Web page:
What, though, of “means of grace”?  These are often called “sacraments”.  The Roman Catholic Church has at least a half dozen of these; the Baptists as a rule have none.  Lutherans have a couple, and it is more difficult to tell exactly what things are and are not sacraments in other denominations.  Baptism and that bread-and-wine ritual for which we have at least four distinct names (Mass, Eucharist, Communion, Lord’s Supper) and many times as many theologies are the two most commonly recognized.  I have never been a “means of grace” person, so I am sure to misrepresent this, but the theory seems to be that you use up the grace you were given in the past and have to replenish it, and that the performance of these rituals by authorized persons delivers more of God’s grace to you.  It is the difference between the belief that justification by faith at a specific point in your life forgives you for all the wrongs you have not yet committed and the belief that you have been forgiven for everything you have done so far but need more grace for those wrongs which you continue doing.  However, it also involves the recognition of a priesthood as a conduit of grace–you do not receive forgiveness by confessing your sins, exactly, but by being given forgiveness by God’s representative.  It again suggests that the grace of initial total justification is less than total, and needs to be supplemented if you are to have any hope of heaven.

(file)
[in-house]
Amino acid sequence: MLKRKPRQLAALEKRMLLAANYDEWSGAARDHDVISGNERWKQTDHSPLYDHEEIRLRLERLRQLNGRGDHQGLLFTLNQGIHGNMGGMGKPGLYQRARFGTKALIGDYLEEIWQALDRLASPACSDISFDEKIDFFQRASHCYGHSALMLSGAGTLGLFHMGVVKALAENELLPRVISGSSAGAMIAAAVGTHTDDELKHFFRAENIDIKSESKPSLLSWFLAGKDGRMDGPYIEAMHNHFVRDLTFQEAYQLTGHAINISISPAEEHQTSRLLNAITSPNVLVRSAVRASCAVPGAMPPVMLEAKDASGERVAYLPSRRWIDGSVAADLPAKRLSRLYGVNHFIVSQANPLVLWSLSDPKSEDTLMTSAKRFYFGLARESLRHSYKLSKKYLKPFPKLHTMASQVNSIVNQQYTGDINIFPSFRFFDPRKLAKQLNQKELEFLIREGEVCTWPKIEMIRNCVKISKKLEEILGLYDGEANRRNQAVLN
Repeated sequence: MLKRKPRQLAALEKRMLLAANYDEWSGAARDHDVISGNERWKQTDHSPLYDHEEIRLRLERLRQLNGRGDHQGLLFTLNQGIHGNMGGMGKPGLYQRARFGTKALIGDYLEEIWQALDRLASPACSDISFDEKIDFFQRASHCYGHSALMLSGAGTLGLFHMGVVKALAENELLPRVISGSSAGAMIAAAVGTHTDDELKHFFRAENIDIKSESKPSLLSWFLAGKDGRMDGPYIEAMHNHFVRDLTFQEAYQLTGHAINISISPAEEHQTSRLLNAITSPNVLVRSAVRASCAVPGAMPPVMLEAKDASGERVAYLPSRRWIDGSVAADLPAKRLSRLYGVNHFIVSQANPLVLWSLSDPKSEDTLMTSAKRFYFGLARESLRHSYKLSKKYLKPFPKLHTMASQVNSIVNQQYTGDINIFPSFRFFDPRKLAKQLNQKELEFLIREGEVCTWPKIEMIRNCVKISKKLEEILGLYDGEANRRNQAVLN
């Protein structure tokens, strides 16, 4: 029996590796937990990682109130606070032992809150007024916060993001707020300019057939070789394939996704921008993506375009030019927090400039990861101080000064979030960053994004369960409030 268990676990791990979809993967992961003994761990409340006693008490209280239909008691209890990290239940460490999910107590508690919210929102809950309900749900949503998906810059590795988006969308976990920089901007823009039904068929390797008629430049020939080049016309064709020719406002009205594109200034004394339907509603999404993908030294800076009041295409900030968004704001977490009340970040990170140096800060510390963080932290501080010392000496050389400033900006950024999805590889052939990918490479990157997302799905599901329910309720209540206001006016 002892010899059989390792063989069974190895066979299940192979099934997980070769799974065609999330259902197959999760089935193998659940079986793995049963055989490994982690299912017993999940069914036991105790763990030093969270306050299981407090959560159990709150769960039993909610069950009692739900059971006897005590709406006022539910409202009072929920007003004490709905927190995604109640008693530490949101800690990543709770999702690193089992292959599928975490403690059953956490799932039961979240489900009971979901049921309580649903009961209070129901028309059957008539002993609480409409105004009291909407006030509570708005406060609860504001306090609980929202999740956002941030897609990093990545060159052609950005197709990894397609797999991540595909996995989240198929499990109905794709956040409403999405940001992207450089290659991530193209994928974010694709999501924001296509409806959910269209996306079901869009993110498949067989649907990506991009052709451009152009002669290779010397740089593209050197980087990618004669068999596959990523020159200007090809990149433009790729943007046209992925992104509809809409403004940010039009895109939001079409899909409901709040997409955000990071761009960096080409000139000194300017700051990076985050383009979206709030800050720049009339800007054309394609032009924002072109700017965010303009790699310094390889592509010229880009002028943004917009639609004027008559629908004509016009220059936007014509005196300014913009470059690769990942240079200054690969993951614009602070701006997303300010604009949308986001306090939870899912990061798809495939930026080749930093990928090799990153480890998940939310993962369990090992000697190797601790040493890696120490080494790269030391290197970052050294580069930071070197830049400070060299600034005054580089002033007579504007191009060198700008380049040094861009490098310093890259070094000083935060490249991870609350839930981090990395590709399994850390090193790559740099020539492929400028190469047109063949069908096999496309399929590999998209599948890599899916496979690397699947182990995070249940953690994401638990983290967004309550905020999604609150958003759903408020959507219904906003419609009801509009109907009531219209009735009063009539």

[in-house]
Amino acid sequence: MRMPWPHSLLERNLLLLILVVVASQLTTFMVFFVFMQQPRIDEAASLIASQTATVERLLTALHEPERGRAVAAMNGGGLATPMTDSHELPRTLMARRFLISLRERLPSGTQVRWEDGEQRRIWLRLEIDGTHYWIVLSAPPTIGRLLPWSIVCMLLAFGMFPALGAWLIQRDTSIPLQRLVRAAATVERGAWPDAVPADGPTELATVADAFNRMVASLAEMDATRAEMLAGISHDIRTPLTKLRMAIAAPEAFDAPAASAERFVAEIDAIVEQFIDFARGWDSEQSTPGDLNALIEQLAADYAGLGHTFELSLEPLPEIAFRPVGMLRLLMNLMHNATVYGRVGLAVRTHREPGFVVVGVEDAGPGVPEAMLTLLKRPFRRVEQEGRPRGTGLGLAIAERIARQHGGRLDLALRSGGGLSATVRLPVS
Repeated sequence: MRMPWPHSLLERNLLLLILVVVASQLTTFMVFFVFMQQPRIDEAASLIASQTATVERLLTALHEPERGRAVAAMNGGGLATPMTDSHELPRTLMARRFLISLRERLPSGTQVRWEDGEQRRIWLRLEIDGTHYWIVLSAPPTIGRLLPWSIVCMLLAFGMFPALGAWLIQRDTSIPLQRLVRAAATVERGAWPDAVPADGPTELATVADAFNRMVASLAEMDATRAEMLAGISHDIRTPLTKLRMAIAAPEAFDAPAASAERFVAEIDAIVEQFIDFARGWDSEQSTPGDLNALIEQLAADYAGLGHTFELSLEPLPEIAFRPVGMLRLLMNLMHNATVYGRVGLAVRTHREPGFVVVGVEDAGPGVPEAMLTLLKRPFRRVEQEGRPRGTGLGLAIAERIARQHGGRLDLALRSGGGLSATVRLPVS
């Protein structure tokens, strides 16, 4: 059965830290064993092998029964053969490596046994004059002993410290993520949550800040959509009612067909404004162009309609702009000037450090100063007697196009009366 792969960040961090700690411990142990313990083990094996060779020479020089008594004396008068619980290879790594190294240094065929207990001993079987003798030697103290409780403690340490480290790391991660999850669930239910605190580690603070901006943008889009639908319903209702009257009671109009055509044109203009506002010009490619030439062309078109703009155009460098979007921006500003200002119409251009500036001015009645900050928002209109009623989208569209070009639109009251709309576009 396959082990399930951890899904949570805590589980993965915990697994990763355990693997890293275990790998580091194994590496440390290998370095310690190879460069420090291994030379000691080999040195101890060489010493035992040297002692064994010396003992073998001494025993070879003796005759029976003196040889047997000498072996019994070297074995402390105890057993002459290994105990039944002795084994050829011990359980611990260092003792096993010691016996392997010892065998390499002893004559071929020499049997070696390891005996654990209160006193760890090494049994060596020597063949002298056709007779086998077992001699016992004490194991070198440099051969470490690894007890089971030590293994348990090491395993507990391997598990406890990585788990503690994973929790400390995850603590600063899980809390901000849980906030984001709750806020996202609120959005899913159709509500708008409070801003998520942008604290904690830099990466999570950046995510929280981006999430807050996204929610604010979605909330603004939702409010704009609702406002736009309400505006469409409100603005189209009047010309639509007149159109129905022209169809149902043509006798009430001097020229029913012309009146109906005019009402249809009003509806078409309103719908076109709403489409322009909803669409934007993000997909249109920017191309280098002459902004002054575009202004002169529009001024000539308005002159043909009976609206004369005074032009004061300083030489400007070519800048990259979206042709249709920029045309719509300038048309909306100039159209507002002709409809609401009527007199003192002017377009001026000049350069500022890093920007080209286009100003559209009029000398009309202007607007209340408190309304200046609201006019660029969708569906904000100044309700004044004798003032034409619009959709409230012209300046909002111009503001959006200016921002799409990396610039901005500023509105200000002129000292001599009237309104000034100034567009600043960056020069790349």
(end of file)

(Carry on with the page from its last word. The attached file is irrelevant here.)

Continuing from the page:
Yet to some degree this might be less egregious than faith plus works, because it seems fundamentally to be faith plus faith.  That has not always been so, or at least, not everyone has so understood it–stories of Spanish conquerors in the New World having priests throw water at Native Americans and pronounce the ritual words so that when the Spanish armies slaughtered them they would go to heaven suggest a mechanical magical process by which the power of the ritual releases grace even on those who do not have faith, but this is still based on the theory that someone else has faith by proxy, that the faith of the one performing the ritual releases grace on the unbeliever.  So “means of grace” are fundamentally about faith, faith in God through a ritual believed to have been instituted by Him for the purpose of conferring grace on His people.  I don’t believe in the ritual delivery of grace; I do believe in grace through confession and prayer and other aspects of a personal relationship with God, though, and accept that for some people, at least, those personal aspects might include rituals which have no meaning to me.